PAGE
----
JB: You’ve said before that you wouldn’t want more money for your films. Do you find that having a small budget is a productive constraint?
TF: No, I would like more money to pay the people in my films more. That would be nice. But I don’t have the aspiration to make bigger films, or use this film as a stepping stone to make a bigger budget film that I’ve secretly been wanting to make.
I don’t know. It just is what it is. Everything I think of, the solutions we find have to be found within what we have available to us. There are so many things that are hard to do without much money. Like the party scene, we didn’t have money to cast that, or the time to find the right people for the party. So it became difficult to shoot with extras, and find an apartment, and then not have time to set design. Of course there’s also a certain aesthetic.
JB: It also seems like it contributes to that idea you were talking about earlier, of wanting to shoot things as they are. If you don’t have money, you don’t have money to change things.
TF: Yeah, because there’s also this tension, that is always there in film, between using the camera to explore the world out there, just reacting to that as a filmmaker, and trying to realize your intentions in front of the camera. I don’t want to, in the context of this interview, develop a critique of highly staged, highly designed films. I don’t necessarily think I would stand by such a critique, because for example, I like Hollywood musicals, where everything is designed and staged and choreographed. But there’s this other filmmaking which I’m more interested in, which is about being out in the world with the camera and reacting to it. And the actors enter into this too because I’m reacting with them as they’re reacting to the environment. I try to negotiate working closely with the camera person without overly staging everything [from] behind the camera. There’s still life happening and the camera is capturing that. I don’t want to intervene too much. Even though that causes tricky situations, like filming in the streets and having people look into the camera, or shooting the dialogue outside and there are loud cars.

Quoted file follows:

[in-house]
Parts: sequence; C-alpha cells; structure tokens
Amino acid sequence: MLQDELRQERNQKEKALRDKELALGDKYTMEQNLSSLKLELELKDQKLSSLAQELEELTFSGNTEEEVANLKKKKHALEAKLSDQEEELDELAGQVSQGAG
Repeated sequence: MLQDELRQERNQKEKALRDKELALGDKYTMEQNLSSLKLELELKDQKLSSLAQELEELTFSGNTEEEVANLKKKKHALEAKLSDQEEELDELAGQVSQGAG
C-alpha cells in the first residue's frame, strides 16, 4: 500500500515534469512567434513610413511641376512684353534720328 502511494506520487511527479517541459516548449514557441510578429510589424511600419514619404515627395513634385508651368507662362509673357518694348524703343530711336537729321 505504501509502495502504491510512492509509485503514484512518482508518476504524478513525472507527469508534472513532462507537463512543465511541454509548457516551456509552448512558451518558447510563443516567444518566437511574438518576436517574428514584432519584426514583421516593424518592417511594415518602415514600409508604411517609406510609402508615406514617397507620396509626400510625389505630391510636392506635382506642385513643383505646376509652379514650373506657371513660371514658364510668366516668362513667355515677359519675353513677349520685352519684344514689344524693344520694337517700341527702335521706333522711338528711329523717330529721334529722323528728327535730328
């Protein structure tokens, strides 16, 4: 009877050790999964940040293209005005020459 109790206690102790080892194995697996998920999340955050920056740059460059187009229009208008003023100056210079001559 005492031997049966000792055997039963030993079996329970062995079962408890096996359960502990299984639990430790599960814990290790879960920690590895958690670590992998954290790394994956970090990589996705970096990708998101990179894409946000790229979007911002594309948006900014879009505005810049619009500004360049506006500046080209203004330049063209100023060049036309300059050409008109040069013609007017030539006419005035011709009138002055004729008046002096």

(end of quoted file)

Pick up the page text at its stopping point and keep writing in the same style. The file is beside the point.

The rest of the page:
JB: What appeals to you about working with your friends as performers?
TF: In the past, it was more a desire to work closely with people, almost at an ethnographic level. Then, as I’ve worked with more people, different people, the characters have become more and more fictional and have had increasingly less to do with the actual person. In Outside Noise the character’s core comes from the actor, like Daniela’s insomnia or Mia’s masters degree. In Classical Period, Cal had this capacity to talk for ten minutes straight about a topic that he’s interested in, and so I thought, What if we make that the only character trait, and push that as far as possible?
I’m not very interested in working with whatever the skill set is that trained actors would bring. It would feel like something that I’d have to work against. And whatever would come out of that tension isn't necessarily what I’m interested in. Obviously I could make my life easier if I sought out—not necessarily good, but known—TV actors, whose name is appealing on a poster. But I’m interested in the appeal of the face that hasn’t been seen in other films before, of new faces. I’d rather cast someone on the street who has a much more fascinating face and life history than someone who lives in LA and desperately needs to be in a role in order to pay the rent.
JB: I was wondering if you could talk about the title a little bit. I've heard that it came from a quote by Levinas.
TF: It was sort of associative as well. I had this idea of insomnia as a topic in the back of my head, and I was listening to the French radio when they mentioned philosophers who had written about insomnia. Levinas wrote about insomnia in his first book, and the way he describes it is really evocative.
I think the title gives you some kind of context without being super specific. It leaves you room for interpretation, to apply it in different ways depending on how you’ve watched the film and how you relate to the characters. In general I don’t like orientation so much in films. A title is obviously gonna give you some orientation, but in this case it’s kind of nice it’s not giving too much.In my mind it was very specific to insomnia, to the sounds you hear in the night when you can’t sleep. Levinas calls it the “sound of existence.”
Outside Noise screens March 25–31 at Anthology Film Archives.